Yet another article is posted below on the Reality about River Saraswathi that it did exist and the that current excavations at Harappa, Lotha etc were all about the civilization that flourished on its banks.
What interested me most in this article was the information about a community called "Saraswats", who originally inhabited the banks of Saraswathi and later spread to other parts of India. Their descendants are still living today and are known as "Saraswathi Brahmins"
The existence of a community tracing their origins to Saraswathi civilization is difficult to accept for some people outside India, who can not accept a civilized antiquity to India. They consider that archeology is the one and only source to authenticate the past. One such response refusing to accept the prevalence of "Saraswad" community is given underneath this article.
For us in India, the current archeological revelations are a mere addition to what we already know of the Indian past from other sources.
One such source is the vast literature we have on many issues. Of relevance here is Brihad Samhita by Varahamihira who has written on a sage called "Saraswad". This sage was the son of rishi Dadheechi born to the river Saraswathi. Details of the story can be read here.http://www.geocities.com/bhagvatjee/rishi/biographies-A-M/dadheechi.htm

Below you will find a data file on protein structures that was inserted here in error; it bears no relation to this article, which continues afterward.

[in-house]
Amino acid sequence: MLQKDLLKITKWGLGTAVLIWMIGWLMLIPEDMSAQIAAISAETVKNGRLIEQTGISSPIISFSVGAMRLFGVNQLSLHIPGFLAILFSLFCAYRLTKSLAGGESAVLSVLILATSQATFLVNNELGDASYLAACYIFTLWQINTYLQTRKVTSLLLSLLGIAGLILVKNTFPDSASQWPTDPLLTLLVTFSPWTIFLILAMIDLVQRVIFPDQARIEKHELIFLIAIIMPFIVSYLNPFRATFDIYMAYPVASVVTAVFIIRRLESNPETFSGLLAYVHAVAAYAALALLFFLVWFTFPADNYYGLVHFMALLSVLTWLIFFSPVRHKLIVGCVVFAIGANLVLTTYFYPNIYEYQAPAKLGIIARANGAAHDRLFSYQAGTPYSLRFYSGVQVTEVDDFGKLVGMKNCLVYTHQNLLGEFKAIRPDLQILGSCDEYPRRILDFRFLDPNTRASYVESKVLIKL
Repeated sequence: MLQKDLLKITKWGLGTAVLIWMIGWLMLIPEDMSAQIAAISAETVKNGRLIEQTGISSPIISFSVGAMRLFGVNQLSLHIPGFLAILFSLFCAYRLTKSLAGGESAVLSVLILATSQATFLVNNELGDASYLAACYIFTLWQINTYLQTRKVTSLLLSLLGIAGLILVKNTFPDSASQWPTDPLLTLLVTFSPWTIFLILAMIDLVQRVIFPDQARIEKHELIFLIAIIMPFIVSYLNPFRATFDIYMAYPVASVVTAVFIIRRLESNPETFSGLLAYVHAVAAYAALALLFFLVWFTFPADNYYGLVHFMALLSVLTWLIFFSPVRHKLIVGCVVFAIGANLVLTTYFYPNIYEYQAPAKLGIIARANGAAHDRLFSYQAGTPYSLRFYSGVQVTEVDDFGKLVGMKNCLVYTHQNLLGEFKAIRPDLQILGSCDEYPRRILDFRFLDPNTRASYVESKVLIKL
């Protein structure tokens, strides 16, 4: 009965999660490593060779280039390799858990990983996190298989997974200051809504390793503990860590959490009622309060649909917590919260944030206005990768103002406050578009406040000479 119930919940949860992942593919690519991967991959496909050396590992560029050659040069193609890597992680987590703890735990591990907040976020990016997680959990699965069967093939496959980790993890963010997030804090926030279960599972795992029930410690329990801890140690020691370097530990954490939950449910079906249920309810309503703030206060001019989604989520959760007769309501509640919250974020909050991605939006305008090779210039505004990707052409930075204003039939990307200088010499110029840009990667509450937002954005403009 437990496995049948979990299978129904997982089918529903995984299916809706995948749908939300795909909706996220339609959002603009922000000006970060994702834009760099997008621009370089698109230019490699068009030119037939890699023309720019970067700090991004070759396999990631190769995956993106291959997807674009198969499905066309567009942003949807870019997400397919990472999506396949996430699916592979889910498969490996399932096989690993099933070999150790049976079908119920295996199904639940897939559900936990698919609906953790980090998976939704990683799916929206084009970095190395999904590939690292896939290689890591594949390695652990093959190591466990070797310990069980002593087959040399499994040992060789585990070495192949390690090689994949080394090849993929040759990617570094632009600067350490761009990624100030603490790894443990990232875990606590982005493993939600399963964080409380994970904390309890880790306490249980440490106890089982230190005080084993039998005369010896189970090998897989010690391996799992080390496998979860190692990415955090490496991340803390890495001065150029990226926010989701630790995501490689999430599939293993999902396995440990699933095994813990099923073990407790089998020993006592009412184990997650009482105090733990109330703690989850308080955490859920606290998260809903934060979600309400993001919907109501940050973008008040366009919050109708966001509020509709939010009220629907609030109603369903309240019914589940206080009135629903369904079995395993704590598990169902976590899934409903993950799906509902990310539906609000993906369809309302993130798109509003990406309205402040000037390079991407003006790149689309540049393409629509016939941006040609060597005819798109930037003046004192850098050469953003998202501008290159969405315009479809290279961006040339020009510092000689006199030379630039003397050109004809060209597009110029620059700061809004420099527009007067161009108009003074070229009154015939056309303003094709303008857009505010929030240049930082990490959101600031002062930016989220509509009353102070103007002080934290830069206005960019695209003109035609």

As the child was born of Saraswathi, the sage named him "Sarawad". One may dismiss the story of Saraswad as yet another fiction from puranas. But Saraswad is not a fictional character. Varahamihira recalls his contribution to – guess what? It is about the exploration of underground water! The sage Sarasawad, true to his name, had possessed the knowledge of water ways, their sources and methods to identify underwater sources. Even the term Saras in Saraswad means pond or lake or any water body. The lotus is known as Sarasija in Sanskrit because it is found in saras.